"I must say, when Jonathon told me he had met a lovely, virtuous girl at his aunt's I was astounded!" Charles went on, apparently feeling the need to speak. "After all, I have long known what Miss Briggs does for a living and I found it hard to believe that there would be an untouched young lady within her establishment's walls. Of course, once he relayed the whole story to me . . ." He paused here and shot a glance at me. "It is alright that he told me of your . . . situation?"

For a moment I considered telling him that it was none of his business and that I had a mind to go and tell Jonathon as well, but my resentment was quickly quelled when I realized that if he hadn't told Charles the story, his friend would have likely not believed him. Or, at least, not seen the need of him calling on me when it was clear that Jonathon wanted to do so.

"It's perfectly fine," I replied, "Just don't go telling all you acquaintances about it."

He smiled and turned his attention back to the road. "I have no intention of that, Miss Briant," he assured me. "Jonathon asked me to call on you from time to time and maybe take you on outings since he can't do so himself. I suggested that perhaps I could act as mediator between you two and maybe even help you two see each other behind Mr. Wright's back."

My eyes widened at the thought that perhaps all hope was not lost for Jonathon and me after all. "That's very kind of you, Mr. Ackerman," I began, but he cut me off with a wave of his hand.

"Not at all. I'm afraid my motives for offering help are purely selfish. It's the thought of sneaking around Old Willy Wright's back that urged me to make the offer."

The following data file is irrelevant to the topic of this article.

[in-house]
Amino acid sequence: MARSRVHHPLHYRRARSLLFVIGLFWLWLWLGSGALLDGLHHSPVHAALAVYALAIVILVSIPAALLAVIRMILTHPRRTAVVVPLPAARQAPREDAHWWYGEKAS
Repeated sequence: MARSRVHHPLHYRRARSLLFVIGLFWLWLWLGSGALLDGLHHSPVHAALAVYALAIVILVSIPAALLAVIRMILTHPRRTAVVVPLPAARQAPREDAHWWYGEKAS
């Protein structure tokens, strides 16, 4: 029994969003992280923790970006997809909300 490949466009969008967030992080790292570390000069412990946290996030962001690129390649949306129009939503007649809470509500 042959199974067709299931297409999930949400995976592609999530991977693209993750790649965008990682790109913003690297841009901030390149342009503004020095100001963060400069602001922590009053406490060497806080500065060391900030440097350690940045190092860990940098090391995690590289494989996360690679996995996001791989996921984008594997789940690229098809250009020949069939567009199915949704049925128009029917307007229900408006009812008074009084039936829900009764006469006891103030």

I raised my eyebrows. "Oh? Do you know Mr. Wright, then?"

Charles snorted in disgust. "Know him? Why, Miss Briant, can't you see the resemblance? I'm his illegitimate son!" A gasp escaped me before I could stop it. "I hope this knowledge won't make you trust me any less, Miss Briant," he added, "I have no loyalty to the man. My mother was his mistress until she got pregnant. Then he beat her and accused her of cavorting with other men. In the end, he put her on the streets beaten, desolate, and three months pregnant. She would have died if he hadn't bragged about the incident to a few gentlemen. James Ackerman was one of them and, upon hearing what Mr. Wright had done, he set out to find my mother and took her to his home where he had her nursed to health. They fell in love and were married soon after I was born. Mr. Ackerman has raised me as though I were his own." We had entered the main part of town where all the shops were and Charles pulled on the reins and the trap slowed to a near stop.

"What's the first thing on the list?" he asked, turning to me as though he had not just shared a story of a personal nature with someone he barely knew.

"Liza wants us to see if there is any mail for her." She's probably hoping to hear from Ronald. Charles nodded and urged the horses back to a steady trot.